Sport of some kind is almost always in the news, but it’s been a media frenzy this month. We’re talking Rugby World Cup, World Athletics Championships, World Gymnastics Championships, with names like Dina Asher Smith, Simone Biles and Katarina Johnson-Thompson sweeping the headlines.
So it’s no surprise that sport initiatives in schools are getting some serious attention.
Sport England have announced that children should be taught ‘physical literacy’ in the same way they’re taught to read and write to promote higher activity levels and increased fitness throughout life.
And if that works, young people’s engagement with exercise and sport shouldn’t end the second they’re no longer forced into PE lessons. It should become a part of life.
If you’re planning to go on to university, college and further education, there are usually loads of opportunities to get or stay involved in sport.
Think competitive uni teams, sport societies, up and coming new experimental clubs (Quidditch, extreme Frisbee, anything you can think of – and if it doesn’t exist yet, start it up yourself!)
If staying involved in sport and fitness is your priority, even if it has nothing to do with the subject you’re studying, make sure you do your research on your future options.
Some unis and colleges will have top of the range sport facilities and world-class teams. Others might care less, instead investing their money in things like theatres, cinemas, nightlife, cafes… Or you might find somewhere that offers both. All that matters is finding a place that matches you.
If you’re a sport lover who’s planning on going into the world of work or taking on an apprenticeship and are worried you’ll lose time/energy, worry not. There are lots of ways you can stay involved, and it doesn’t have to be as predictable as joining your local gym.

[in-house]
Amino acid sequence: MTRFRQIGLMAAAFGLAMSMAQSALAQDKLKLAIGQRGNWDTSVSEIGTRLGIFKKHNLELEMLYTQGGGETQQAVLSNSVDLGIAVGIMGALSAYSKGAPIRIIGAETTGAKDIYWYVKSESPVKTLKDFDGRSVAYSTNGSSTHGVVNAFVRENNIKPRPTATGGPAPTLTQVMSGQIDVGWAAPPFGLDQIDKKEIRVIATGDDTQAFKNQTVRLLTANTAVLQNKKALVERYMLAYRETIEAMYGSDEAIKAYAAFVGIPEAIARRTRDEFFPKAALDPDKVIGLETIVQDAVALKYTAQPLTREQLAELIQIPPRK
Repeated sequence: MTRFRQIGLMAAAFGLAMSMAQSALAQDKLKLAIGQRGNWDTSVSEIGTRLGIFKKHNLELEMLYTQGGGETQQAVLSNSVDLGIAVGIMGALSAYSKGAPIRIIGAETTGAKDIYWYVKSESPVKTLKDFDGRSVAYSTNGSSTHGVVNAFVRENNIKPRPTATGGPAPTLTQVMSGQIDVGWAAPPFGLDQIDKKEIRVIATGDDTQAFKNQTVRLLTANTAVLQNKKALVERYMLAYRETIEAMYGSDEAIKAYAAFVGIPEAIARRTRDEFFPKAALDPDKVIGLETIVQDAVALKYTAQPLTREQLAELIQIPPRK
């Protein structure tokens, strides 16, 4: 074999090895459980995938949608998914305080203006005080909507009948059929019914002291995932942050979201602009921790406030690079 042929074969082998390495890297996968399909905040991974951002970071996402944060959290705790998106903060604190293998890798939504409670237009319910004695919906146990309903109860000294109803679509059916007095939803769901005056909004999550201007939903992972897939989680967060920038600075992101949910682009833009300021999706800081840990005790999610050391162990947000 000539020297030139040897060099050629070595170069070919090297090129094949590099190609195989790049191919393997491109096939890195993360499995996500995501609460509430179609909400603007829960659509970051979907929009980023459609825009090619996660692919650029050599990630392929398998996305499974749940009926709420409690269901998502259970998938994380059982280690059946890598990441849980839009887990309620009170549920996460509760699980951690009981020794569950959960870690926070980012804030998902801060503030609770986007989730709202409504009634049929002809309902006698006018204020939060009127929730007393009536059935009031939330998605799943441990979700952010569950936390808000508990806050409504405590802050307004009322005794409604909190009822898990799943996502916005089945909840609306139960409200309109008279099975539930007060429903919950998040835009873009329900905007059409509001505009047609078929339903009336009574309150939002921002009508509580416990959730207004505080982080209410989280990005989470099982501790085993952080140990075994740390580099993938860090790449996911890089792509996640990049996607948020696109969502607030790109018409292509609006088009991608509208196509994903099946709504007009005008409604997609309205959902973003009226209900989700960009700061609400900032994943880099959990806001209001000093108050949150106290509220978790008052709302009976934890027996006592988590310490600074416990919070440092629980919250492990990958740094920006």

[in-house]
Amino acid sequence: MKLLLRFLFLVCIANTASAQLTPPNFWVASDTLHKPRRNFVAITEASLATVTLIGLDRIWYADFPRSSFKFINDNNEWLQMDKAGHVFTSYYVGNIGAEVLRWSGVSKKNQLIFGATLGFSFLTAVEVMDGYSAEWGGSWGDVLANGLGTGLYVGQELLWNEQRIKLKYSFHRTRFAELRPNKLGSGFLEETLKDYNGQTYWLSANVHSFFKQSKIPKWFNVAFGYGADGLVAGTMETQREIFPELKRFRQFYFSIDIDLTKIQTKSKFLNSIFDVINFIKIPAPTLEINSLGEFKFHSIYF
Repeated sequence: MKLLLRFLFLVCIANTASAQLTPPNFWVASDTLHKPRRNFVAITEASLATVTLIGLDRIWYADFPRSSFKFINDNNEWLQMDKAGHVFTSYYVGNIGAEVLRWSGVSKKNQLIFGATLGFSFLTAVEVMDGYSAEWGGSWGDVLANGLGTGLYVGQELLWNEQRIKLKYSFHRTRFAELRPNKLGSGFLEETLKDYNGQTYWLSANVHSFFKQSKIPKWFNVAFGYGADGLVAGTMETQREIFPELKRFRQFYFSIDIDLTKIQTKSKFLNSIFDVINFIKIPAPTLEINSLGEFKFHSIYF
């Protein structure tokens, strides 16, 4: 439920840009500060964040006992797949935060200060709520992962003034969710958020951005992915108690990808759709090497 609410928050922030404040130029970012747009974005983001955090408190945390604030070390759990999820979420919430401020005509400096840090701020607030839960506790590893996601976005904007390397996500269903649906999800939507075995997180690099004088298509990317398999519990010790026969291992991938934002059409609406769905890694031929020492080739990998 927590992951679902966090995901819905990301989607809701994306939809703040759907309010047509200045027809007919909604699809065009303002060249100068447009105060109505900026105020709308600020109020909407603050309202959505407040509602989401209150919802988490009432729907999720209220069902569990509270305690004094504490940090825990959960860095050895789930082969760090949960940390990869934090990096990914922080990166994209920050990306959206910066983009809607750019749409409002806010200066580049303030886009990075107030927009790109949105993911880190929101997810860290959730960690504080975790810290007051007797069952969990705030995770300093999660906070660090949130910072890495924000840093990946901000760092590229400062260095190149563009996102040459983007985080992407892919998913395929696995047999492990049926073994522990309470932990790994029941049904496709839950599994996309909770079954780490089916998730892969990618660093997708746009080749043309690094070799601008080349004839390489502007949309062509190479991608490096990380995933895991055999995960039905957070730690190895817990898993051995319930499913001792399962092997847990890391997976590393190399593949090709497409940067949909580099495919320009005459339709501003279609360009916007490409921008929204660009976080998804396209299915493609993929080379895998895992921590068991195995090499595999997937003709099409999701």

Look up local community sport teams to get involved with, even on a casual one night a week basis. If you’re going into employment, see if your company has their own teams, or have a chat with your colleagues to see if anyone would be interested in starting one.
Astroturf, tennis courts, gym halls and even ice rinks are often open to privately rent for a fee, which could be next to nothing when split between a group.
Think about volunteering for a local club. Get involved with sport initiatives for children and young people by signing up to help with something like All Stars cricket, a scheme that could enable you to develop your coaching and safeguarding skills.
Or maybe volunteer for your local parkrun or any events run by your nearest running team.
There are loads of options out there, and if you’re a busy bee with limited, irregular free time, something like casual volunteering and some low commitment friendly team matches might be enough to keep your love of sport alive while you’re working towards your dream future.
LUCY HARDING is an English Literature grad and an MA Publishing student at UCL. She is passionate about international relations and cultural diversity, having worked closely with her university’s Erasmus society to support European students. She also spent a year abroad studying at California State University: Long Beach
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